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Can we reduce adjective clause in this sentence?

"He'd also tell me off for cooking food that made the house smell"

Is the following sentence correct?

"He'd also tell me off for cooking food making the house smell"

  • Your second version is grammatically valid, but idiomatically clumsy. One of the problems is that syntactically, the participial clause making the house smell could be adverbially modifying the verb cooking, OR adjectivally modifying the noun food. – FumbleFingers Oct 4 at 12:41
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    You can, but there's possibly a slight difference in the meaning. In your first example, it was only food that made the house smell that you were told off for cooking. The natural interpretation of the second is that you were told off for cooking food in general because it made the house smell. Syntactically, the first subordinate clause is a relative one modifying "food", while the second is a gerund-participial one functioning as an adjunct in clause structure, where it has a resultative interpretation. Note that "thus" could be added: "..., thus making the house smell". – BillJ Oct 4 at 13:02
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With a syntactically close example

(2a) He was great at buying pictures that brightened up the rooms

it is clear that not all such sentences sound natural (or even acceptable) when using the reduced form

(2b) ?/*He was great at buying pictures brightening up the rooms.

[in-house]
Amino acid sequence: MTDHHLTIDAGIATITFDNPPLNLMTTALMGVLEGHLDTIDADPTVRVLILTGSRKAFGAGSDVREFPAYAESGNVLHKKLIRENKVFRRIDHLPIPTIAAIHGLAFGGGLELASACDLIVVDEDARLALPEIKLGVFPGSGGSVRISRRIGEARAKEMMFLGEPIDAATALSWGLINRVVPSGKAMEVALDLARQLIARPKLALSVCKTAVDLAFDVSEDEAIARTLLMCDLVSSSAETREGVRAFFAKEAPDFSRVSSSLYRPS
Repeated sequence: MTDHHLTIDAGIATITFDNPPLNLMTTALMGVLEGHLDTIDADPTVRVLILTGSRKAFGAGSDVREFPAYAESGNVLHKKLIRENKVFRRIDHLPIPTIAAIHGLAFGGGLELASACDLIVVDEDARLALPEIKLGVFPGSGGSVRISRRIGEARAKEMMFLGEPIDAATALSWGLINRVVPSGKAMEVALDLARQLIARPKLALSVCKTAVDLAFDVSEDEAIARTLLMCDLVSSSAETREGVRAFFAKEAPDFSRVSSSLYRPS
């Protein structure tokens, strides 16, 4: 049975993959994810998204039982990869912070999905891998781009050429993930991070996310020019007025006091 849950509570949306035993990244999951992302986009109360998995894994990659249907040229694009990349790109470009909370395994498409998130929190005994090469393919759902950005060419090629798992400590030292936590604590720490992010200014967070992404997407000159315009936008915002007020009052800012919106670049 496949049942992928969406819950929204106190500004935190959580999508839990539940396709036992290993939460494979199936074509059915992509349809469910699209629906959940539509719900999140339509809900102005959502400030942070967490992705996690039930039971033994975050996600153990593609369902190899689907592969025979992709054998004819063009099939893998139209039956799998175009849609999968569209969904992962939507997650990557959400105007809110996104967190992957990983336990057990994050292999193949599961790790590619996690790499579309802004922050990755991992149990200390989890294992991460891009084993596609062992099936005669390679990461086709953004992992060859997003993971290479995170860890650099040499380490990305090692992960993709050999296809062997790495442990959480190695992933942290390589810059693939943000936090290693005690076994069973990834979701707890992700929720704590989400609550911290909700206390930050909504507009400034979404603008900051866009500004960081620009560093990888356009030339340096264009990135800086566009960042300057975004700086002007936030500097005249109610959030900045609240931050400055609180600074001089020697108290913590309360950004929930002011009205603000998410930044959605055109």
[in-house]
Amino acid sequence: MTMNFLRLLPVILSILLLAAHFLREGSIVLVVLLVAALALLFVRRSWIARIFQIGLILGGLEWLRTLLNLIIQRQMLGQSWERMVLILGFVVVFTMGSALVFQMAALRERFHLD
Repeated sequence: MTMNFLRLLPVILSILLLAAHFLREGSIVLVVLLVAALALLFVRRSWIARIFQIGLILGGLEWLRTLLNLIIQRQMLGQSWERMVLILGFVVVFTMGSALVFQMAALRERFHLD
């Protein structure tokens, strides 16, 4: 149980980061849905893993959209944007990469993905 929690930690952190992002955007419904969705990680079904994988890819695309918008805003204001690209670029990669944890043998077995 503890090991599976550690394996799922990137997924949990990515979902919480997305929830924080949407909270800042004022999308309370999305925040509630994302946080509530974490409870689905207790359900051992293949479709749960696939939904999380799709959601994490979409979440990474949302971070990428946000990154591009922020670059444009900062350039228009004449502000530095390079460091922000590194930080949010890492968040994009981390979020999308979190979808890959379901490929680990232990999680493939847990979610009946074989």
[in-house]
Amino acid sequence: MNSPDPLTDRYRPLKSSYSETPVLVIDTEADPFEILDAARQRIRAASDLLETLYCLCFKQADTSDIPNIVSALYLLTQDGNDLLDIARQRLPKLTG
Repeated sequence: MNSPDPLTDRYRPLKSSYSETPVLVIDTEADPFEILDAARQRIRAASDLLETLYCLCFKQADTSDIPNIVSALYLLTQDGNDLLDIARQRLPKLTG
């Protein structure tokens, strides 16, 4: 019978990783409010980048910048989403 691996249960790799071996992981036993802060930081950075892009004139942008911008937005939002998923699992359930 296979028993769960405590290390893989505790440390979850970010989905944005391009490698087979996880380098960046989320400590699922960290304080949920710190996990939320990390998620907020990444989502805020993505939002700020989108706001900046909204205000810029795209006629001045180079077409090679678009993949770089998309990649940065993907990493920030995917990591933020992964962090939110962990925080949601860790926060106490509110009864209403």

But with

(3a) She had the knack of buying cardigans which matched her skirts

and

(3b) She had the knack of buying cardigans matching her skirts

I'd say that the participial clause version is at least as idiomatic as the relative clause version.

I think this shows that the restriction is not grammatical. I believe that whether or not the participial clause version sounds natural depends on how easily the clause is felt to modify the preceding noun (phrase). The fact that all these examples have past-tense relative clauses also has significance. I'd say that 'He is great at buying pictures brightening up the rooms' sounds more natural than 'He was great at buying pictures brightening up the rooms'.

.....

The variant "He'd also tell me off for cooking food making the house smell" is, I'd say, grammatical but substantially less natural-sounding than the version with the relative clause. It has the added disadvantage of two closely placed -ing forms, perhaps having the garden-path misdirection towards "He'd also tell me off for cooking food and making ...". Even replacing 'food' with 'enchiladas' would probably affect naturalness.

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